#thinkingofyou

#thinkingofyou is a postcard project designed to inspire one-sided, remote, intimate pair interactions. Participants can request a postcard, and will receive a message describing whatever thoughts and questions were on Chloë’s mind when she saw the request.

The project takes advantage of existing mail infrastructure in the basement 28 Liberty Plaza, a corporate building in which the Lower Manhattan Cultural Council’s Workspace program is housed. The project began on October 11th, 2015 (day three of Chloë’s time in the studio) and will continue for the duration of her studio residency.

Postcard requests will be accepted until June 15th, 2016. If you would like to receive a postcard, please email Chloë with your name, address, and dates when you can be reached at that address.

If the postcards are uploaded and tagged by their receivers, they will form a somewhat random and incomplete archive, searchable at #thinkingofyou. This archive will naturally accrue other contents as well. I look forward to seeing the connections.


Your absence is like a drug for me.

A collaboration between Chloë Bass and Bill DietzYour absence is a like a drug for me was created for the final Month of Performance Art-Berlin. The project appeared at and around Berlin’s Liebig 12, for Sounding the Alarm: Theories of the Anti-Sight I, curated by Panoply Performance Laboratory.

The project is a co-written text that appeared as a series of simple prompts on stickers. Each prompt was designed to inspire a feeling of closeness between audience-members, with the inspiration to “collect all” the messages by moving throughout the space and discovering intimacies.

The full text of Your absence is like a drug for me can be downloaded here.


This slideshow is here so we both know what to do

This slideshow is here so we both know what to do was a presentation/performance presented at Akademie Schloss Solitude in February 2013. The slideshow (and the speech given by the artist in response to the slideshow) served as a series of cues that triggered various actions by the audience, which were assigned on index cards. Actions included: if you hear the word “performance,” please stand up; take photographs; if you see more than three people standing, applaud; and other simple tasks. Four audience members were also cued at various points to read from provided texts: Adrian Piper’s essay in  Claire Bishop’s Participation, Lucy Lippard’s The Lure of the Local, Peter Brook’s The Empty Space, and Augusto Boal’s Games for Actors and Non-Actors. This process of reading cued by images and/or actions was a first foray into live footnoting.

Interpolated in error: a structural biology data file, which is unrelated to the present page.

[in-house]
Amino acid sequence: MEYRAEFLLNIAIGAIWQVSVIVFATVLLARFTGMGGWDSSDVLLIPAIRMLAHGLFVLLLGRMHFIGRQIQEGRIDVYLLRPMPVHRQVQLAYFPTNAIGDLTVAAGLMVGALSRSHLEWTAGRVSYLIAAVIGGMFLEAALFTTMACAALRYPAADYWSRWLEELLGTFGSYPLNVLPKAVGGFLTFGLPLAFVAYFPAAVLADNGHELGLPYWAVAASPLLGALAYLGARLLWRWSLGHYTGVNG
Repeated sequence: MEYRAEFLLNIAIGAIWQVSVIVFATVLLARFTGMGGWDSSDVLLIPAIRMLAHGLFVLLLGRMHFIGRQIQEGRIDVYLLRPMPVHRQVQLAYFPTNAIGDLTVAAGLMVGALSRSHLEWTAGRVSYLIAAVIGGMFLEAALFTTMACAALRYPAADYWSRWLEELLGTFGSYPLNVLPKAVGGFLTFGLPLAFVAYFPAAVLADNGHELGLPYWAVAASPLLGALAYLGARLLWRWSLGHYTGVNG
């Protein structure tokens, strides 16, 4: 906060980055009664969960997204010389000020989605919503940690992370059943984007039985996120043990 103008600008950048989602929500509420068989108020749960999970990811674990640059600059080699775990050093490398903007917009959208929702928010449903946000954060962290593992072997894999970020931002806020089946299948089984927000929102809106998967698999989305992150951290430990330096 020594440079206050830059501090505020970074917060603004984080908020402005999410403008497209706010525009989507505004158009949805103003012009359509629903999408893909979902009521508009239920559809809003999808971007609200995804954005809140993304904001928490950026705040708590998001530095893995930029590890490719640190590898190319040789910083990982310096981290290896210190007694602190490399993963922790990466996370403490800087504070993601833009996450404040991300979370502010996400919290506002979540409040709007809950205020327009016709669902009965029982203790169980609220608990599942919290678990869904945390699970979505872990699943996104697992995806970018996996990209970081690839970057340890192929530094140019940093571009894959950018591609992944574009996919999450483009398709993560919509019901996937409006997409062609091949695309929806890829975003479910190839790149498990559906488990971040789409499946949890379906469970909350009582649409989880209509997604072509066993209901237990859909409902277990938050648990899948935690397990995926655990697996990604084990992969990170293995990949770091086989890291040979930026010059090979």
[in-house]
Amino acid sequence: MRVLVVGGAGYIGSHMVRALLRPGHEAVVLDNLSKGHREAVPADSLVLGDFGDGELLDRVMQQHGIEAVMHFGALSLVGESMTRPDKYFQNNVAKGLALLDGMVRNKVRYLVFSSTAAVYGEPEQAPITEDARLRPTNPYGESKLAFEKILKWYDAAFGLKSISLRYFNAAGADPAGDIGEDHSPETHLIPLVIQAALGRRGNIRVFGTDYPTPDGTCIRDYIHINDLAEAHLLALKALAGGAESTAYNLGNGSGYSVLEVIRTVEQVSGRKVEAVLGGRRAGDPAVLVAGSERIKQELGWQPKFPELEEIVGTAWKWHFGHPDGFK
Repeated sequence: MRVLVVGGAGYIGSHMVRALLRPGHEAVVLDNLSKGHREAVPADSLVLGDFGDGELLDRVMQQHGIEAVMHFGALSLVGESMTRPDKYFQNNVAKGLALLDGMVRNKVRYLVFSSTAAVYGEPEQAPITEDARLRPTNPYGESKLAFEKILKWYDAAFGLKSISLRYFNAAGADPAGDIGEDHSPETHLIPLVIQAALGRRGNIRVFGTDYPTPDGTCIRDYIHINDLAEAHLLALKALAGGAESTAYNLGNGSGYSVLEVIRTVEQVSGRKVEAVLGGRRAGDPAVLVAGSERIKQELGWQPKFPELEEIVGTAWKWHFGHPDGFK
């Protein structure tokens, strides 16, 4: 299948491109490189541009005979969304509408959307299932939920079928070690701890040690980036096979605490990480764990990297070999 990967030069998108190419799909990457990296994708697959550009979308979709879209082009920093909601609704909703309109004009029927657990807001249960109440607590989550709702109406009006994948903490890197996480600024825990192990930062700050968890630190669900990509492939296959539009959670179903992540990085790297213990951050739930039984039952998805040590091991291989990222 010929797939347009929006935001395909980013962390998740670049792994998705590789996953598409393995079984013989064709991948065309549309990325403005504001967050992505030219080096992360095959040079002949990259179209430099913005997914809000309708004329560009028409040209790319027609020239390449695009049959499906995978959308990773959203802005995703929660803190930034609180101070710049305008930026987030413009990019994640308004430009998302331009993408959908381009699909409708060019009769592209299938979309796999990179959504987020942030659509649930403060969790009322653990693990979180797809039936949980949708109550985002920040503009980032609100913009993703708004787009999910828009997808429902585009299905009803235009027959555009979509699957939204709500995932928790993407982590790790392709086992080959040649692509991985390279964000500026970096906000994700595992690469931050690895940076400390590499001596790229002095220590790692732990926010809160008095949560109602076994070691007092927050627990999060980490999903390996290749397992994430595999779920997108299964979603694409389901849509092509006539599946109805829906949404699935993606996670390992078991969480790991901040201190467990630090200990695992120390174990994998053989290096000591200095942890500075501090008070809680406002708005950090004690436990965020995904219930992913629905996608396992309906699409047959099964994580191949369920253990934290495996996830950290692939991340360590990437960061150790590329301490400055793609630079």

This slideshow is here was created to question the format of the artist’s talk, which generally encourages passive engagement by an audience sitting in the dark. My work is best experienced as it is lived, including in presentation format. Bringing the audience to the light (and “to the stage”) allowed all listeners to have the experience of being part of a piece as well as learning about one.

Photographs by Patrick Ritter, Akademie Schloss Solitude.


Archiving the Now

Archiving the Now is a durational performance designed to serve the following purposes:

1. To document all of the artist’s activities during the allotted performance time.

2. To document the entrances and exits of any audience members during the allotted performance time.

3. To assign tasks to willing audience members in the service of documenting simultaneous/parallel “nows” that are not the artist’s.

4. To create a lasting, wall-mounted exhibition over the duration of the performance.

Archiving the Now results in three simultaneous timelines presented on index cards, alongside any residual results from either tasks performed by audience members, or the artist’s own observations.

The piece was originally developed for Glasshouse’s event of the same name, which took place in July 2013 during the Brooklyn International Performance Art Festival.
Image Courtesy of Glasshouse.


A future you can touch

A future you can touch was a participatory installation created for the Anti-Auto Show at the Contemporary Art Institute of Detroit, curated by Spread Art. The work encouraged gallery-goers to interact with other pieces in the exhibit as if they were at a car show. Each index card contained either a question or a mildly insinuating suggestion; some cards allowed for direct user feedback and response in writing.

The work was structured to mimic a social situation (the auto show) within a misapplied context (a gallery show). It was a test about the limits and successes of imaginative suggestions to alter a given context for a single individual.

Installation images (audience response detail) are courtesy of Christina de Roos, Spread Art.